The approach to Aberystwyth from the east necessitates the crossing of twenty miles (from Llangurig onwards) of open, undulating hills sparsely dotted with signs of human habitation. These hills divide the mountains of Snowdonia to the north from the smoother landscape of Ceredigion and Pembrokeshire to the south, dissecting Wales across her lightly populated middle.
The journey is at its most glorious in winter, the hills glistening with the whiteness of fresh snow. For me, the destination is a coastal university town that drops to the Irish Sea with a riot of architectural fashions and people. The seafront is predominantly high Victorian, a ghost of a late 19th Century tourist boom that left whisperings of grandeur in the architecture, and at its centre, Aberystwyth’s grand pier reaches out into the relentless waves.
Pleasure piers hold a fascination for me, both as an artist, with the marriage of manufactured engineering and earthly elements, and as a studier of people, desiring both the engineered fun and the wild experience. At this moment in time, it is tired and, like the hotels and guesthouses, echoes days of sunshine, ice creams, and pleasures, now long past. However, like vinyl records, I can’t help but hope that the seaside pier will one day have its renaissance!
My painting is captured during the winter – my favourite time, as the waves drown out the squawking of seagulls, and the structures of the pier brace themselves against the harsh elements. I don’t even contemplate setting up an easel, but follow Turner’s lead with a sketchbook. Luckily, there is a strategically placed pavilion that offers just enough cover to sit with my watercolours for a time.
Drawing is fundamental to all art, whatever the discipline. It makes you look, if you do it properly, and to study your subject, you must get inside its head. I must have stood and studied the grand pier many times, yet this is my first painting of it. The sketch was drawn on a relatively calm day, with the watercolour painted straight onto paper with no pencil (drawing doesn’t dictate the use of pencil) and the time period was decided by the attention span of a small terrier, apt to make mischief when bored.
The sketch sat in my plan chest for two more years of visits to the pier, each time making mental notes and repeatedly taking the same photograph from a slightly different angle. A visit in December gave me the sounds – the sounds to put into the paint.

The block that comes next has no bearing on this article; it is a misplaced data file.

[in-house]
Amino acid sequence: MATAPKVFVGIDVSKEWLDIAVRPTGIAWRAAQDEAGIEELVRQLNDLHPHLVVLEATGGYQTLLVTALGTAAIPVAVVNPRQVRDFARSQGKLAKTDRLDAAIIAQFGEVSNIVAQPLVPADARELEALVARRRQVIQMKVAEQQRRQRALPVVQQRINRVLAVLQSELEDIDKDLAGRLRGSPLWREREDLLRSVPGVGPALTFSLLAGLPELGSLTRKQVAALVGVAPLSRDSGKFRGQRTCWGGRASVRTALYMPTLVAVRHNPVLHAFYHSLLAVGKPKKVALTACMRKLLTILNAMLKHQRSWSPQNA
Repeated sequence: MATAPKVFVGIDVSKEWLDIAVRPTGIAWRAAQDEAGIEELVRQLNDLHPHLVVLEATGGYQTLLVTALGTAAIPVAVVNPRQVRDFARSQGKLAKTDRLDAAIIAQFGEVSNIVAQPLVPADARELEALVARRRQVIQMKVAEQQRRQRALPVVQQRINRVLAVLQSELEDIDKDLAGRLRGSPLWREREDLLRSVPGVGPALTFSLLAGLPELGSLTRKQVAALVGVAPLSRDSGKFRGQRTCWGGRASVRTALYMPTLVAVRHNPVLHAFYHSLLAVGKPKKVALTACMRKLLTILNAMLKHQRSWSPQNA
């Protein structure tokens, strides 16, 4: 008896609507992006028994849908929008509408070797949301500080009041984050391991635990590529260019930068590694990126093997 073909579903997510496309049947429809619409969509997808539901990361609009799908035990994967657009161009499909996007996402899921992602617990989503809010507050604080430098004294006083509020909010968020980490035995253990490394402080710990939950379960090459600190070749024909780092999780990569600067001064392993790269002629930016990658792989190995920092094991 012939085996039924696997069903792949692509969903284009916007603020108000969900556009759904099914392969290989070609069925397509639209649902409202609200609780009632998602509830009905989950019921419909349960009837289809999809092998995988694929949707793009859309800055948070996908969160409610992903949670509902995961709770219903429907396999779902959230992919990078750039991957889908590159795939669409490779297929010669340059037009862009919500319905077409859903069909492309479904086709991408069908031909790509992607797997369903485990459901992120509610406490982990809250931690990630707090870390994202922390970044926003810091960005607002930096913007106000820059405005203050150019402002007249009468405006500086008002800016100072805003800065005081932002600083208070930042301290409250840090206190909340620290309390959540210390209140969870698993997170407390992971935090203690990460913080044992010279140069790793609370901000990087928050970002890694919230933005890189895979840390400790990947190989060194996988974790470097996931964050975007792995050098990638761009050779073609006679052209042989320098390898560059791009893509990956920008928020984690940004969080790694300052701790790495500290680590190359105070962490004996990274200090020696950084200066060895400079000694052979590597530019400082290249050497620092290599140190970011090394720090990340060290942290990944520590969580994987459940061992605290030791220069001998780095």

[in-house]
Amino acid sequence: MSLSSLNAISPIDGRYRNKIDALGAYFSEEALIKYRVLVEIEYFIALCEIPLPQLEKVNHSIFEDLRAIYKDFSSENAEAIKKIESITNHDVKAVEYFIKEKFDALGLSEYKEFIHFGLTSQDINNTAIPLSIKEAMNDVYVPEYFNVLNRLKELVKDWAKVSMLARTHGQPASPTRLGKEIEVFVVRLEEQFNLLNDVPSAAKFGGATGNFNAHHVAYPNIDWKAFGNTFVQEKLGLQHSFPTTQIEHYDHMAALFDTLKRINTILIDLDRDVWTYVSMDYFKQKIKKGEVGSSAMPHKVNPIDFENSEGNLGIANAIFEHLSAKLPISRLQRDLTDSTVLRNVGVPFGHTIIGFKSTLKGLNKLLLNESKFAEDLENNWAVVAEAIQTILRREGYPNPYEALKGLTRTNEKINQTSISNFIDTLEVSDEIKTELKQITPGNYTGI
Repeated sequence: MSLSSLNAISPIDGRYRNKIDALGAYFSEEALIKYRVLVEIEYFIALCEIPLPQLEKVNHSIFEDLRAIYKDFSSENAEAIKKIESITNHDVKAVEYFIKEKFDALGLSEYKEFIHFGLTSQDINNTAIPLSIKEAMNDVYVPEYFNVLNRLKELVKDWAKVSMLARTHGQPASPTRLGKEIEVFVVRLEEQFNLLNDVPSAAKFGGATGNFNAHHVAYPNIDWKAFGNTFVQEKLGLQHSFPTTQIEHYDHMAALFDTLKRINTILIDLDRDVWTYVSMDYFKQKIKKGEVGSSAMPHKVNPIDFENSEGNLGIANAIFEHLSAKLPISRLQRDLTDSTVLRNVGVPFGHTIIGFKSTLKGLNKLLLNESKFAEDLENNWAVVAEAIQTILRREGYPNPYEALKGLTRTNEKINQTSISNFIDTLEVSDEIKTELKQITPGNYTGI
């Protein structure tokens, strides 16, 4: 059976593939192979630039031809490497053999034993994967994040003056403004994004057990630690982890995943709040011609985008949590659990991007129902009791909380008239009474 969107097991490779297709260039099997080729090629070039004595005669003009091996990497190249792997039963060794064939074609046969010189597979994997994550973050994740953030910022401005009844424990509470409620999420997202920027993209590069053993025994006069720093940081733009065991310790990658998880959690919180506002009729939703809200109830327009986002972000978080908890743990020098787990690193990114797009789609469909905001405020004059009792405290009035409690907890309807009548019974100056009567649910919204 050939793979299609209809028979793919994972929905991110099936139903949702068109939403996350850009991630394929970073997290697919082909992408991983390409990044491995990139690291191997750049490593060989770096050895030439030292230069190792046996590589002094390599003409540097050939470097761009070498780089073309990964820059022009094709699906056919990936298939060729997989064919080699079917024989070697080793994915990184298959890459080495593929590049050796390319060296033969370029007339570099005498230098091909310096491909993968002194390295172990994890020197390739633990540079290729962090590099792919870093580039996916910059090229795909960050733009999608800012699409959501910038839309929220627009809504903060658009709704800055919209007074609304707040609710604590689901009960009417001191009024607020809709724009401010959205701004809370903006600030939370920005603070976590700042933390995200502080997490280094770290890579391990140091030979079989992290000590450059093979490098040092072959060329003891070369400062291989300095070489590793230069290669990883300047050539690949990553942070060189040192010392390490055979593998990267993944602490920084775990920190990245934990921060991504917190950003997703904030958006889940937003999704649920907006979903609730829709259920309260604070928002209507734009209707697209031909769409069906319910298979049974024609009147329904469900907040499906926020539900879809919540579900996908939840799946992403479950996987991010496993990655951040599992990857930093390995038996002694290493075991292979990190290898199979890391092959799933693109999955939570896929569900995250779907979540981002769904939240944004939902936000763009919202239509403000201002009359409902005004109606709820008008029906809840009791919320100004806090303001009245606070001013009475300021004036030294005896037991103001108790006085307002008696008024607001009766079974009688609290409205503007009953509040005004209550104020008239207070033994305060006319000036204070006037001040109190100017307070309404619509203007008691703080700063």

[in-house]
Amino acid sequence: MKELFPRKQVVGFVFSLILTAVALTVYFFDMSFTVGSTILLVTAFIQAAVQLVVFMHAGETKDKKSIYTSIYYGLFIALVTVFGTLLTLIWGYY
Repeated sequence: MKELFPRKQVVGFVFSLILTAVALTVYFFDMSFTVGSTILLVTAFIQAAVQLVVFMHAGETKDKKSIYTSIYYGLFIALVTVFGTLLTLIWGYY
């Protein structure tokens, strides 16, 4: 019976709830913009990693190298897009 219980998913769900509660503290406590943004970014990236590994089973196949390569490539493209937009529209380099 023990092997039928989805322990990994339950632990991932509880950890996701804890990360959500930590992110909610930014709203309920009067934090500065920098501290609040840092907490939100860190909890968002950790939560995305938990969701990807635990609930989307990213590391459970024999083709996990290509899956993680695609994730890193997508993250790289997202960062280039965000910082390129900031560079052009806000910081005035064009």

The most difficult part of the artistic process is bringing the art piece to life – it is as precarious and ephemeral as conception, and its individuality and ability to communicate can be wiped out with just an overenthusiastic sweep of the brush or carve of the palette knife. I started with an accurate drawing, taken from a photograph, the purpose of which was not to collect a photographic representation, but because I knew if I messed up the proportion now, it would greatly irritate me later on.
When I transfer the drawing to canvas, I have an essence in my mind that is neither the sketch nor the drawing, but is an intuitive feeling formed from a combination of the sketch, the reference photograph, the experience of standing on the seafront, and my own identity This is the beginning. For the entire time I paint, I must be in the painting.
When approaching how to capture the sea, it’s hard not to think of the works of Joan Eardley and Dawnne McGeachy.
Joan Eardley was a Scottish artist, born in 1921, and is noted for her portraiture of the street children of Glasgow, and for her landscapes of Catterline, a fishing village in north east Scotland. She stayed at a simple cottage in the village, with no running water and no flushing toilet! Her work seems to respond to her subject rather than representing it – she painted the sea directly from its source, often strapping her easel to large supports on the side of the harbour, so that the resulting works became soaked with spray, literally including the natural elements in the finished piece. Eardley died of breast cancer in 1963.
Dawnne McGeachy is also a Scottish artist, who is currently working. She studies the forces that make waves, using mathematical equations and the Beaufort wind force scale. She sets out the working of each wave state using the scale, then paints directly on top, encapsulating the mathematics within. Her fascination with the sea began as a child, growing up on the Kintyre Cambeltown Peninsular in western Scotland, and hearing the stories of her fisherman father. However, McGeachy holds a deep fear of the sea, knowing its dangers from her father’s stories, so, unlike Eardley, most of her process takes place in her studio.